1. His very language implies that such a wish would be improper. For in the ardor of his disinterested affection, he does not himself entertain or express the wish, but merely says, in effect, that were it proper or possible, he would be willing to perish for the sake of his brethren.

2. If it is wrong to do evil that good may come, how can it be right to wish to be evil that good may come?

3. There seems to be a contradiction involved in the very terms of the wish. Can one love God so much as to wish to hate him? Can he be so good as to desire to be bad? We must be willing to give up houses and lands, parents and brethren, and our life also, for Christ and his kingdom, but we are never required to give up holiness for his sake, for this would be a contradiction.

4. It is, in itself, a great blessing to belong to the external people of God, and to enjoy all the privileges consequent on this relation, ver. 4.

5. Jesus Christ is at once man and God over all, blessed for ever. Paul asserts this doctrine in language too plain to be misunderstood, ver. 5.

—Commentary on the Epistle to the Romans

Remarks

1. Whatever we say or do, should be said or done as in Christ, i.e., in a Christian manner, ver. 1.

2. If we can view, unmoved, the perishing condition of our fellow-men, or are unwilling to make sacrifices for their benefit, we are very different from Paul, and from Him who wept over Jerusalem, and died for our good upon Mount Calvary, verses 2, 3.

3. Though we may belong to the true Church, and enjoy all its privileges, we may still be cast away. Our external relation to the people of God cannot secure our salvation, ver. 4.

4. A pious parentage is a great distinction and blessing, and should be felt and acknowledged as such, ver. 5.

5. If Jesus Christ has come in the flesh, if he has a nature like our own, how intimate the union between him and his people; how tender the relation; how unspeakable the honor done to human nature in having it thus exalted! If Jesus Christ is God over all, and blessed for ever, how profound should be our reverence, how unreserved our obedience, and how entire and joyful our confidence! ver. 5.

6. These five verses; the introduction to the three following chapters, teach us a lesson which we have before had occasion to notice. Fidelity does not require that we should make the truth as offensive as possible. On the contrary, we are bound to endeavor, as Paul did, to allay all opposing or inimical feelings in the minds of those whom we address, and to allow the truth, unimpeded by the exhibition of any thing offensive on our part, to do its work upon the heart and conscience.

—Commentary on the Epistle to the Romans

Romans 9:6-24

Analysis

THE apostle now approaches the subject which he had in view, the rejection of the Jews, and the calling of the Gentiles. That God had determined to cast off his ancient covenant people, as such, and to extend the call of the gospel indiscriminately to all men, is the point which the apostle is about to establish. He does this by showing, in the first place, that God is perfectly free thus to act, vers. 6-24, and in the second, that he had declared in the prophets that such was his intention, verses 25-33.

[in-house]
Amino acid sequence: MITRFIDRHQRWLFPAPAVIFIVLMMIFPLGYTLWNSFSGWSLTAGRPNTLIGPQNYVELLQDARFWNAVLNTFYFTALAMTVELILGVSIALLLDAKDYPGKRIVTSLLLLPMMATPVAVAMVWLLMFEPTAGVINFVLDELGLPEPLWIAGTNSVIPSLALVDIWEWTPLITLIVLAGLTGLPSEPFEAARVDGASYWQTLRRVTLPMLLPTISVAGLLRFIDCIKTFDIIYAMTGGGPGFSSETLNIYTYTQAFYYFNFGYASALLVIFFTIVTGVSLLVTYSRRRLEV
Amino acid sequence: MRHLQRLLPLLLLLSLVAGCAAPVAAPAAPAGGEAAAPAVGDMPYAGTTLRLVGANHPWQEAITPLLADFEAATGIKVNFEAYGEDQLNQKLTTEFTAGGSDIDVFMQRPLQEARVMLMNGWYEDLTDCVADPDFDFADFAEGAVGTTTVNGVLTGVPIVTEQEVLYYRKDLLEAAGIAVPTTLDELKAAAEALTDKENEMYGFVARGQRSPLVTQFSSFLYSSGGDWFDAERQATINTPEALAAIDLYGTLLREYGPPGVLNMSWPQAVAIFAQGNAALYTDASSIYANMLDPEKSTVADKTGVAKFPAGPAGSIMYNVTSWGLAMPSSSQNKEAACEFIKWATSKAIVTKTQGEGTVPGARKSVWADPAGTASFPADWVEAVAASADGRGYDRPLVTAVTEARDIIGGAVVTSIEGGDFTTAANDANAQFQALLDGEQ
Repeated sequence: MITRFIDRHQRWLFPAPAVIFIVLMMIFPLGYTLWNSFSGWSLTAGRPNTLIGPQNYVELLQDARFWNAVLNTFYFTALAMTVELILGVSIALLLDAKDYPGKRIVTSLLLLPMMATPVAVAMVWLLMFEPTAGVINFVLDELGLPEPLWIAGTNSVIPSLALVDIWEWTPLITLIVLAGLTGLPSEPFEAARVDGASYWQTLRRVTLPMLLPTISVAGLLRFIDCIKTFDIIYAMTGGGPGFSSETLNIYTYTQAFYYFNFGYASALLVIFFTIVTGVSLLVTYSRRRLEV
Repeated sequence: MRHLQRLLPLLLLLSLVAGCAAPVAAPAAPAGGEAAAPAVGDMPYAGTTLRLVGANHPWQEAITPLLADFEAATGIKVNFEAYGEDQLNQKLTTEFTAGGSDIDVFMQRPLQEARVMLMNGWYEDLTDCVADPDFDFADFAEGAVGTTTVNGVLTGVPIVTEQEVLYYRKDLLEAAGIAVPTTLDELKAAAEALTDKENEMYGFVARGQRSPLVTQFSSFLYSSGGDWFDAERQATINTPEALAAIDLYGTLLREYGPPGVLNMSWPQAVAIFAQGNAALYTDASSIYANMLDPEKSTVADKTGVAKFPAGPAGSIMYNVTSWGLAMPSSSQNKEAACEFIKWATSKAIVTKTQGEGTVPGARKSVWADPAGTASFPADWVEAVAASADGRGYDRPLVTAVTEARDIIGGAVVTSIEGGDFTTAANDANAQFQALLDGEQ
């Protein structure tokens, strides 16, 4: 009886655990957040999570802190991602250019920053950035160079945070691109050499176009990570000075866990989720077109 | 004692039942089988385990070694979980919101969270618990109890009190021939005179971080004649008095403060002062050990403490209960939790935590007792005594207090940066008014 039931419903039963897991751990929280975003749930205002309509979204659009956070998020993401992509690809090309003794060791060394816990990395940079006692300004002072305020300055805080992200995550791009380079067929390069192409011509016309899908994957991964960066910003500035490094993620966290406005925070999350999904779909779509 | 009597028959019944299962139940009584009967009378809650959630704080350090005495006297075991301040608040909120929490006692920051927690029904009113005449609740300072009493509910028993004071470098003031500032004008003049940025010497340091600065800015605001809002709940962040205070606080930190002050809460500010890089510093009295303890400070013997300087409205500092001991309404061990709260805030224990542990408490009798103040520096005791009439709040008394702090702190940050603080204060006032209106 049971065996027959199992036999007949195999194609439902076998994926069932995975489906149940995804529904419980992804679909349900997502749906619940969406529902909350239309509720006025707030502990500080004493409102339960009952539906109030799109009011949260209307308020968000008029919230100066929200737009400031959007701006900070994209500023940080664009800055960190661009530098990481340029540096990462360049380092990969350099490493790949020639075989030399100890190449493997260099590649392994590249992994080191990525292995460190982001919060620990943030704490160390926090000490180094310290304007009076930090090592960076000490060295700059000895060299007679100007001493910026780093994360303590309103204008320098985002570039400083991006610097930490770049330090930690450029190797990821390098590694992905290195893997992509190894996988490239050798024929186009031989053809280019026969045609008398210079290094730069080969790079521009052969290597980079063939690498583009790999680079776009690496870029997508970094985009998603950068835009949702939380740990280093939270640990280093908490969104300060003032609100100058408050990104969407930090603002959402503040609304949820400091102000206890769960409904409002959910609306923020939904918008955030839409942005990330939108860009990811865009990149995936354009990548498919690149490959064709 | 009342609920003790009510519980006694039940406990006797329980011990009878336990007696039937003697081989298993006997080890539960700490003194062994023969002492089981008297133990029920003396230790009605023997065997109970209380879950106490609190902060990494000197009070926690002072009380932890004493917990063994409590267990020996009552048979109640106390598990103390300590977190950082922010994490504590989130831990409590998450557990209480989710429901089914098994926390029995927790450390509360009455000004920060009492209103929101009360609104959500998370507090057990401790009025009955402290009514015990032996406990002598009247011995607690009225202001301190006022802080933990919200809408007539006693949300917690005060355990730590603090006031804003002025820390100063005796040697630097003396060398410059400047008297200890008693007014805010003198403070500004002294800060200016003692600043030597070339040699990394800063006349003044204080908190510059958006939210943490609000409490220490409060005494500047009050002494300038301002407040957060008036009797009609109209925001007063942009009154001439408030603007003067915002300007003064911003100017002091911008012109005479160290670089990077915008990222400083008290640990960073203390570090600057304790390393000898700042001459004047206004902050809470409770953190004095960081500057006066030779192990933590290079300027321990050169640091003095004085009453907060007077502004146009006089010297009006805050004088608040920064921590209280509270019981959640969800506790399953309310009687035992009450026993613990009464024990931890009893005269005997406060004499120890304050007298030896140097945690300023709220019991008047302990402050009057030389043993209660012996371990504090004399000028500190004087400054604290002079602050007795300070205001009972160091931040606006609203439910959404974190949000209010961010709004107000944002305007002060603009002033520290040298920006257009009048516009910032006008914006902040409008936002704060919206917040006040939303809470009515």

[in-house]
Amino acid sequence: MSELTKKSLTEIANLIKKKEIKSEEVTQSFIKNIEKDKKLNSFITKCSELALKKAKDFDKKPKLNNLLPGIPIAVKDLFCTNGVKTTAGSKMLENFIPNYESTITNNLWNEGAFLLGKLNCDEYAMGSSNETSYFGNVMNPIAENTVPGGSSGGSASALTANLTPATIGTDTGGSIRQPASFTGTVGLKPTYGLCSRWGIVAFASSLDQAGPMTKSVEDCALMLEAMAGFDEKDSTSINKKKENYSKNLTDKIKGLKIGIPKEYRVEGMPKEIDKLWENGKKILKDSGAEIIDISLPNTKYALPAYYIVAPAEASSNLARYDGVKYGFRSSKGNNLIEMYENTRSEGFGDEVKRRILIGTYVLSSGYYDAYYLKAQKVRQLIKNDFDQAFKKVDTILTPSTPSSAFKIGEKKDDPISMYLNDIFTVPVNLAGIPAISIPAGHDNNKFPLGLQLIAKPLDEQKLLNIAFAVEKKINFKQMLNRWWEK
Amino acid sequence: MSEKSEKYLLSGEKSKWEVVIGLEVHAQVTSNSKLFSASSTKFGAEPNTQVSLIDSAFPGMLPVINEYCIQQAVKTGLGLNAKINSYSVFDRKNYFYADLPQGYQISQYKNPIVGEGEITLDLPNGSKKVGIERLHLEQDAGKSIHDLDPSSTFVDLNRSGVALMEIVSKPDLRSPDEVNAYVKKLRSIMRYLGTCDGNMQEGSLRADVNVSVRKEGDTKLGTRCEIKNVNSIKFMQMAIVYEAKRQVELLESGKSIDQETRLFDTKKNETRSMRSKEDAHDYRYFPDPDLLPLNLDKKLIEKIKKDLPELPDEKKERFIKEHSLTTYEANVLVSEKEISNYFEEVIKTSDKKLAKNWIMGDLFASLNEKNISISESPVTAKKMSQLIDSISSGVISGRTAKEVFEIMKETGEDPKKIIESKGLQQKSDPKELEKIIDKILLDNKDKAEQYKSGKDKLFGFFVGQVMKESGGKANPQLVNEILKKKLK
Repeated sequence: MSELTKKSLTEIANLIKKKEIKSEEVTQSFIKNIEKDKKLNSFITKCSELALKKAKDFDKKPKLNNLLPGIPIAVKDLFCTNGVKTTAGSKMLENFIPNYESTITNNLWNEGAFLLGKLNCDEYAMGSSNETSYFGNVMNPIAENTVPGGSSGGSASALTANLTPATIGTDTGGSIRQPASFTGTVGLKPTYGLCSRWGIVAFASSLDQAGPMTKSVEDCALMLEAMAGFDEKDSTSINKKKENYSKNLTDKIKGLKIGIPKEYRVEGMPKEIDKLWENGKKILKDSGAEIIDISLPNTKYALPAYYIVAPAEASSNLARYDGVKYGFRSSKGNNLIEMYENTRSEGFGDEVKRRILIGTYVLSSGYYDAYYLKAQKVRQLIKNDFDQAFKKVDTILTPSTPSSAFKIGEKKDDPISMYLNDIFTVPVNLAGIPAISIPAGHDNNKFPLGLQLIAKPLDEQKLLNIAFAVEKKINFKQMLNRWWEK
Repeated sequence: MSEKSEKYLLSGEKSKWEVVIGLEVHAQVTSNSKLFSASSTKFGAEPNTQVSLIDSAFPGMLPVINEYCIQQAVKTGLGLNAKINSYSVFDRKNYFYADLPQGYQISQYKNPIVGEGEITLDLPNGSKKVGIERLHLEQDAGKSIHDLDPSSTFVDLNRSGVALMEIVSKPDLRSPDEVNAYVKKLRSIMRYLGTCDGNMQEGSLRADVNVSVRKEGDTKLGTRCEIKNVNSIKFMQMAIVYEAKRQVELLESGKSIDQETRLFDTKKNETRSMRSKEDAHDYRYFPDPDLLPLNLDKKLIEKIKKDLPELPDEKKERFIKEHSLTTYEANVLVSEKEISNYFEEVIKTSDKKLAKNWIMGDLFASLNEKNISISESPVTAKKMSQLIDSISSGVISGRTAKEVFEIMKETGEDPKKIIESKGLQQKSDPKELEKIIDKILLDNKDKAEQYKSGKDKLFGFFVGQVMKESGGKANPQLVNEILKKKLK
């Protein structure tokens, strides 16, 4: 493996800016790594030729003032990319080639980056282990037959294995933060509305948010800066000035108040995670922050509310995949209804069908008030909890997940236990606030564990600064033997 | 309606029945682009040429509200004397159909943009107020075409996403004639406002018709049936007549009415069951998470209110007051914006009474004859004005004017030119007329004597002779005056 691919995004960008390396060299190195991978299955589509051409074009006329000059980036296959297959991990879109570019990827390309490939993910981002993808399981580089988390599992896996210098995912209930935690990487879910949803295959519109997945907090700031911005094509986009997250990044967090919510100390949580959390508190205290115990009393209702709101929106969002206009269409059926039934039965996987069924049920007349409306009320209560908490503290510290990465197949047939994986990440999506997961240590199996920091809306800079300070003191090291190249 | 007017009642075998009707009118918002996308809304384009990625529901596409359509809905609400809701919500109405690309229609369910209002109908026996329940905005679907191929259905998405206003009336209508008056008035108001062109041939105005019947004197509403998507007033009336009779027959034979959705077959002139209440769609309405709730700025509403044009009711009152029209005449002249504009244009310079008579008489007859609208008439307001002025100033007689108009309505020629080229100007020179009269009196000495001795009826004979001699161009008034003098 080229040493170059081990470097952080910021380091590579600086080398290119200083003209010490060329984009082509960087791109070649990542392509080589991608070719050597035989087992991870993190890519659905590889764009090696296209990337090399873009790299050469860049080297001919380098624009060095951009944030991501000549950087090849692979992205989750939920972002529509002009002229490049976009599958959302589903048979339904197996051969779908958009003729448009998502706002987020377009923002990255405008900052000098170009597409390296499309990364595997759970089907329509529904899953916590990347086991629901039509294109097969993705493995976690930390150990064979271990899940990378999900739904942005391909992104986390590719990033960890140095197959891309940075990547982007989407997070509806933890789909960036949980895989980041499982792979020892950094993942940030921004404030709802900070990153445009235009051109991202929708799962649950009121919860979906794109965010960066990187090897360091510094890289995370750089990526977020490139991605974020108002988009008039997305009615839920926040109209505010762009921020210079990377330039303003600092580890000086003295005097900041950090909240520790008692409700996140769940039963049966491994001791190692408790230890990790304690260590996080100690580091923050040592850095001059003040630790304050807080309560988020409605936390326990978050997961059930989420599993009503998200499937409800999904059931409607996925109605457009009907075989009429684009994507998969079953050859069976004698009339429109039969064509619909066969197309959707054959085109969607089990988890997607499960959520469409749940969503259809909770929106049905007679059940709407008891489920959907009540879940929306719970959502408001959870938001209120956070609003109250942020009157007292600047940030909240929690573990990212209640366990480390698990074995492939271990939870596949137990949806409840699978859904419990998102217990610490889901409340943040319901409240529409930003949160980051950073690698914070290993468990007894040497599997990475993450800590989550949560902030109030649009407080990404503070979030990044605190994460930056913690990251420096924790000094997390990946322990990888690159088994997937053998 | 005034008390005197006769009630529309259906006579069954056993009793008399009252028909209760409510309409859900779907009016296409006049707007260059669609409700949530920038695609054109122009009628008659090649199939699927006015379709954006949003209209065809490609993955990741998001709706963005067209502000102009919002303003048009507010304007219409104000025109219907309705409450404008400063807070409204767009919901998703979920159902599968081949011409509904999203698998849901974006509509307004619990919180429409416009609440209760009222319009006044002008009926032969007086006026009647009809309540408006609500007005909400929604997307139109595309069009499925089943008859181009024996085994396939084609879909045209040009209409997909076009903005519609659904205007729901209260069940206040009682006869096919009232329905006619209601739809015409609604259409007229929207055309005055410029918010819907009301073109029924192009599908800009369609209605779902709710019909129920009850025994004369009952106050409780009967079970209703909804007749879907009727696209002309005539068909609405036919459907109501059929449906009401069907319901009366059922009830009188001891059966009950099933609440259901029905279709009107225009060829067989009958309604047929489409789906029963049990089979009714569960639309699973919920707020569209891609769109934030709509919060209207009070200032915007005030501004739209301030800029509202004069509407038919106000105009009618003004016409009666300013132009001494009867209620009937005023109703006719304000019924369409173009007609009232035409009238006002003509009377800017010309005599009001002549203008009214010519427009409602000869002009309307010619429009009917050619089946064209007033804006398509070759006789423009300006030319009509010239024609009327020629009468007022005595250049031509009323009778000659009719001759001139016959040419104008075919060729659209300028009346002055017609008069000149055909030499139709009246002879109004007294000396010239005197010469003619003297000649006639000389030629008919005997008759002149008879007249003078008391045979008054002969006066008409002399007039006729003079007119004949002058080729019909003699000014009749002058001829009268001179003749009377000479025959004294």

That God was at liberty to reject the Jews and to call the Gentiles, Paul argues,

1. By showing that the promises which he had made, and by which he had graciously bound himself, were not made to the natural descendants of Abraham as such, but to his spiritual seed. This is plain from the case of Ishmael and Isaac; both were the children of Abraham, yet one was taken and the other left. And also from the case of Esau and Jacob. Though children of the same parents, and born at one birth, yet "Jacob have I loved and Esau have I hated," is the language of God respecting them, vers. 6-13.

2. By showing that God is perfectly sovereign in the distribution of his favors; that he is determined neither by the external relations, nor by the personal character of men, in the selection of the objects of his mercy.

This is proved by the examples just referred to; by the choice of Isaac instead of Ishmael, and especially by that of Jacob instead of Esau. In this case the choice was made and announced before the birth of the children, that it might be seen that it was not according to works, but according to the sovereign purpose of God, verses 6-13.

Against this doctrine of the divine sovereignty, there are two obvious objections, which have been urged in every age of the world, and which the apostle here explicitly states and answers. The first is, that it is unjust in God thus to choose one, and reject another, at his mere good pleasure, ver. 14. To this Paul gives two answers:

1. God claims the prerogative of sovereign mercy; saying, "I will have mercy on whom I will have mercy," verses 15, 16.

2. He exercises this right, as is evident from the case of Pharaoh, with regard to whom he says, "For this same purpose have I raised thee up," verses 17, 18. The second objection is, that if this doctrine be true, it destroys the responsibility of men, ver. 19. To this also Paul gives a twofold answer:

1. The very urging of an objection against a prerogative which God claims in his word, and exercises in his providence, is an irreverent contending with our Maker, especially as the right in question necessarily arises out of the relation between men and God as creatures and Creator, verses 20, 21.

2. There is nothing in the exercise of this sovereignty inconsistent with either justice or mercy. God only punishes the wicked for their sins, while he extends undeserved mercy to the objects of his grace.

There is no injustice done to one wicked man in the pardon of another, especially as there are the highest objects to be accomplished both in the punishment of the vessels of wrath, and the pardon of the vessels of mercy. God does nothing more than exercise a right inherent in sovereignty, viz., that of dispensing pardon at his pleasure, verses 22-24.